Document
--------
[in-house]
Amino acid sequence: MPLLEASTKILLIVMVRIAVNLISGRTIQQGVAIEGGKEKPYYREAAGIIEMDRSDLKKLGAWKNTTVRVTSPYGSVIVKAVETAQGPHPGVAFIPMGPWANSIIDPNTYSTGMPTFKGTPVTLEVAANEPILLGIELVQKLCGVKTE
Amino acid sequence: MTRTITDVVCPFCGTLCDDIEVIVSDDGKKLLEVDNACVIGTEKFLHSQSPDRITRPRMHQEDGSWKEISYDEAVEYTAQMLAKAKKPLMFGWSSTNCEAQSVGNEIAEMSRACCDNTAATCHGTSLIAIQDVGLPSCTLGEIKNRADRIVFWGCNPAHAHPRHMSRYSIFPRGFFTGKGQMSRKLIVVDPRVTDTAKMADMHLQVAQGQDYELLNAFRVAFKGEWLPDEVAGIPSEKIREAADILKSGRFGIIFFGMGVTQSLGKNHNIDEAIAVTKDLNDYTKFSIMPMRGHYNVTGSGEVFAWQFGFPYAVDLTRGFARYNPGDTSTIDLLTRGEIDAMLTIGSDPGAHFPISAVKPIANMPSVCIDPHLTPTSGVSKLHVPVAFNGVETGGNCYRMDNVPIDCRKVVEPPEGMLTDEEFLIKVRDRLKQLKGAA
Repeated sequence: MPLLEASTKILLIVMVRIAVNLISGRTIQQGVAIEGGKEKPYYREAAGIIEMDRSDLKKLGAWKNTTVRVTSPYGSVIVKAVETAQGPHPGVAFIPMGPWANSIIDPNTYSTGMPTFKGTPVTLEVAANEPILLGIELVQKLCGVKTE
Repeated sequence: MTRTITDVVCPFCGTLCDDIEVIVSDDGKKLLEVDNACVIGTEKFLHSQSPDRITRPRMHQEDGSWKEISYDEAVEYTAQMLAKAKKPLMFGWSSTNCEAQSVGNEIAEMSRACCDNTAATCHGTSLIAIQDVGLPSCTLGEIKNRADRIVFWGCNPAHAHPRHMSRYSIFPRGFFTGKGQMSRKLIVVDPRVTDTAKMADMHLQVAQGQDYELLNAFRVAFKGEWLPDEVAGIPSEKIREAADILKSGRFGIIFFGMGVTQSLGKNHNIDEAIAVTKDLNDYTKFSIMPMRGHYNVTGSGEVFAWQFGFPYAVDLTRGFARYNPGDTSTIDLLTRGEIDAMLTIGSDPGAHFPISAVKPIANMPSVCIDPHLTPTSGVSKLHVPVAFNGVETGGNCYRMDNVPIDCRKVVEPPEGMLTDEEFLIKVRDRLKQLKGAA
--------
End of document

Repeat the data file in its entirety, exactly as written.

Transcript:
[in-house]
Amino acid sequence: MPLLEASTKILLIVMVRIAVNLISGRTIQQGVAIEGGKEKPYYREAAGIIEMDRSDLKKLGAWKNTTVRVTSPYGSVIVKAVETAQGPHPGVAFIPMGPWANSIIDPNTYSTGMPTFKGTPVTLEVAANEPILLGIELVQKLCGVKTE
Amino acid sequence: MTRTITDVVCPFCGTLCDDIEVIVSDDGKKLLEVDNACVIGTEKFLHSQSPDRITRPRMHQEDGSWKEISYDEAVEYTAQMLAKAKKPLMFGWSSTNCEAQSVGNEIAEMSRACCDNTAATCHGTSLIAIQDVGLPSCTLGEIKNRADRIVFWGCNPAHAHPRHMSRYSIFPRGFFTGKGQMSRKLIVVDPRVTDTAKMADMHLQVAQGQDYELLNAFRVAFKGEWLPDEVAGIPSEKIREAADILKSGRFGIIFFGMGVTQSLGKNHNIDEAIAVTKDLNDYTKFSIMPMRGHYNVTGSGEVFAWQFGFPYAVDLTRGFARYNPGDTSTIDLLTRGEIDAMLTIGSDPGAHFPISAVKPIANMPSVCIDPHLTPTSGVSKLHVPVAFNGVETGGNCYRMDNVPIDCRKVVEPPEGMLTDEEFLIKVRDRLKQLKGAA
Repeated sequence: MPLLEASTKILLIVMVRIAVNLISGRTIQQGVAIEGGKEKPYYREAAGIIEMDRSDLKKLGAWKNTTVRVTSPYGSVIVKAVETAQGPHPGVAFIPMGPWANSIIDPNTYSTGMPTFKGTPVTLEVAANEPILLGIELVQKLCGVKTE
Repeated sequence: MTRTITDVVCPFCGTLCDDIEVIVSDDGKKLLEVDNACVIGTEKFLHSQSPDRITRPRMHQEDGSWKEISYDEAVEYTAQMLAKAKKPLMFGWSSTNCEAQSVGNEIAEMSRACCDNTAATCHGTSLIAIQDVGLPSCTLGEIKNRADRIVFWGCNPAHAHPRHMSRYSIFPRGFFTGKGQMSRKLIVVDPRVTDTAKMADMHLQVAQGQDYELLNAFRVAFKGEWLPDEVAGIPSEKIREAADILKSGRFGIIFFGMGVTQSLGKNHNIDEAIAVTKDLNDYTKFSIMPMRGHYNVTGSGEVFAWQFGFPYAVDLTRGFARYNPGDTSTIDLLTRGEIDAMLTIGSDPGAHFPISAVKPIANMPSVCIDPHLTPTSGVSKLHVPVAFNGVETGGNCYRMDNVPIDCRKVVEPPEGMLTDEEFLIKVRDRLKQLKGAA